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PLOS BLOGS Speaking of Medicine and Health

Culex Mosquitoes and Zika Virus Infection? Nah.

PLOS Neglected Tropical Diseases co-Editors-in-Chief Peter J Hotez and Serap Aksoy discuss new research reporting that Culex mosquitos apparently cannot transmit Zika.

As Zika infects large numbers of immunologically naïve populations in the Americas, significant concern has been raised about the possibility that Culex mosquitoes could be responsible for transmitting the virus.  In the continental United States, this is of particular concern given that Culex are far more numerous and widely distributed than Aedes mosquitoes, explaining why West Nile Virus transmission has been observed in most US states.

Could Culex mosquitoes transmit Zika virus and spread microcephaly cases across the US?  This week’s PLOS Neglected Tropical Diseases article by Ricardo Lourenco-de-Oliveira and his colleagues at Brazil’s Instituto Oswaldo Cruz so far indicates that Culex quinquefasciatus, the “southern house mosquito,” is not competent to transmit local strains of Zika and “there is no experimental evidence that Cx. quinquefasciatus likely plays a role in [Zika] transmission”.  In this study they determined that Zika virus infection rates were minimal to totally absent in all Cx. quinquefasciatus, whereas they were significantly higher for Aedes aegypti mosquitoes, which exhibit the ability to disseminate and transmit Zika Virus [1].

So the good news is that Cx quinquefasciatus, which is responsible for WNV transmission in the southern US, is not a competent vector for Zika.  The bad news of course is that Ae. aegypti  remains an important vector, currently responsible for Zika transmission in South Florida and possibly elsewhere in other areas known to host this species, especially Texas,  Louisiana, and Arizona, and even in small pockets in Southern California.   We still have several weeks left of arbovirus transmission season in the southern US and the possibility remains that outbreaks will continue in Florida and may have already begun on the Gulf Coast or elsewhere.


Featured image credit: James Gathany, William Brogdon, USCDCP 

  1. Peter Hotez has made an incorrect call on a very important aspect of the Zika+ virus outbreak. The jury is still out on the Culex Q. as Zika+ virus vector question. And as time rolls on it is looking more and more likely that Culex Q. is a competent vector for the Zika+ virus.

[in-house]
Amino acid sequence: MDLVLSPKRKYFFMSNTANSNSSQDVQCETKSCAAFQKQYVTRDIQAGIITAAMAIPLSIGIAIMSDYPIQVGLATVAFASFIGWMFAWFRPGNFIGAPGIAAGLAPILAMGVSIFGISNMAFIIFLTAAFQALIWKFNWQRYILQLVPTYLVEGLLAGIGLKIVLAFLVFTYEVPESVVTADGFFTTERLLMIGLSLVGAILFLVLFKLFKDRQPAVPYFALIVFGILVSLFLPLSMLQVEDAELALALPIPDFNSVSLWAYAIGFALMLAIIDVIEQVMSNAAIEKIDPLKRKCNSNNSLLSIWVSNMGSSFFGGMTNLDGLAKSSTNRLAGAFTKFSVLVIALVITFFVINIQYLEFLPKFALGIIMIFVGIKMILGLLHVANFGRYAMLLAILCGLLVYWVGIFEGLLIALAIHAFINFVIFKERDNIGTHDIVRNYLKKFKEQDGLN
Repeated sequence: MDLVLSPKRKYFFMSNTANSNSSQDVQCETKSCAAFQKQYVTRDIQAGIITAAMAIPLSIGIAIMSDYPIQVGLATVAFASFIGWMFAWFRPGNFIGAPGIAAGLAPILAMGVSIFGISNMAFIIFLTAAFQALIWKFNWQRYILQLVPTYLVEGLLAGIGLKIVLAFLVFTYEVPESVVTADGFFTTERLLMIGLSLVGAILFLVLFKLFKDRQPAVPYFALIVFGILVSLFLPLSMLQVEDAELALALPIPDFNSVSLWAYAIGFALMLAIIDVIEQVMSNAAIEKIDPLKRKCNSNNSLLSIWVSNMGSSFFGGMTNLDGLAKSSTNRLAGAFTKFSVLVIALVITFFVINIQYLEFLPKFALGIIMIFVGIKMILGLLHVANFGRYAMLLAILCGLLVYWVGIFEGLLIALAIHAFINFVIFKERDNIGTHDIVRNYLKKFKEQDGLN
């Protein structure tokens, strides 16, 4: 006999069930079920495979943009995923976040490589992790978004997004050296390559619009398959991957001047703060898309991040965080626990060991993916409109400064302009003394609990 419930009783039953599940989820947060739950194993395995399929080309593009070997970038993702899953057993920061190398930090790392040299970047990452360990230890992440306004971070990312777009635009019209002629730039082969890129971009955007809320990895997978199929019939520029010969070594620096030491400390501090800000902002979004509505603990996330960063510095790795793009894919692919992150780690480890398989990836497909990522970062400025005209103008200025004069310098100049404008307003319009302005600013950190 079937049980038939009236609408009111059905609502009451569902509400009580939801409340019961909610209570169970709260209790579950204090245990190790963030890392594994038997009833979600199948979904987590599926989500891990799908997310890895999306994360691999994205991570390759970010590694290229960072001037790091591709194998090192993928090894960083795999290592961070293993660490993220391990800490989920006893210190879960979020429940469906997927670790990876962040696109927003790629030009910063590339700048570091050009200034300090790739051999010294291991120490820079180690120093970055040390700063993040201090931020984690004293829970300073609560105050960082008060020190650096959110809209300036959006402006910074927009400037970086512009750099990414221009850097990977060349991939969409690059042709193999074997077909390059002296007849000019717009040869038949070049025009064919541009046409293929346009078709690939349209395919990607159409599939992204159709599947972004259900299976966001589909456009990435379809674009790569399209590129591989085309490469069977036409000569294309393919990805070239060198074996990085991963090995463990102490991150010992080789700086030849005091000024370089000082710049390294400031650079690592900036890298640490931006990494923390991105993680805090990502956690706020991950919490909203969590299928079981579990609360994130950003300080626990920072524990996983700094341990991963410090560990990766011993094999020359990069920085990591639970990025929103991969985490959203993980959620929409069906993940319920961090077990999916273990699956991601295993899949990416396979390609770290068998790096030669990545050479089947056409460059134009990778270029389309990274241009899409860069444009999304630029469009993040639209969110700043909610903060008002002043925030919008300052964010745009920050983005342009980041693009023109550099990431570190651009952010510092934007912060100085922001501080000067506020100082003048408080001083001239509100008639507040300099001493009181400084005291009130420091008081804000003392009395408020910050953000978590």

See what Michael Coston wrote about the Culex Q. vector question.

    I wrote on the 15/12/15:

    “The question of how many mosquitoes in the world can be Zika+ vectors is extremely important !”

    I wrote 21/6/2016:

    “Culex Q. is a vector for Zika+. Joins the club with Aegypti & Albopictus !”

    (Don’t rely on Google Translate. Get a fluent Portuguese speaker to check all Brazilian media & sources like I’ve done since 2014. You need to have reliable contacts on the ground in Brazil to know what is really going on. I do !)

    This latest paper bolsters my claim months ago that Culex Q. is a capable vector for the Zika+ virus.

    See what Fiocruz Medical Entomologist Dr. Ayres said about Culex Q. on this report from Sunday 25/7

    “Zika virus replication in the mosquito Culex quinquefasciatus in Brazil”

    Does WHO’s 18/8 AFRICA report suggest a fourth vector for Zika+ has been found?

    Aedes Luteocephalus

    Scott Weaver’s latest presentation on Zika, vectors etc. is full of errors & contradictions. I rate it 5/10.

    Proof of Vertical Transmission of Zika+ virus from adult f’s > eggs = Increased Global Threat Potential

    FACT : On Oct. 30th 2015 I first warned publically of the dangers to the world of the Zika+ virus outbreak in Brazil ! I am used to being ahead of the curve on key global issues. What will unfold with the global Zika+ pandemic now?

    Stay tuned…

  2. Sorry Adam, but claims and other written musings are not data. It may be better for you to get on the bench and examine your hypotheses with some experimental data.

    Healthy discussion in science is always welcomed. But at some point it also becomes very useful if you show some evidence that examine your beliefs.

    Happy to talk more on Twitter if you’d like to unblock me.


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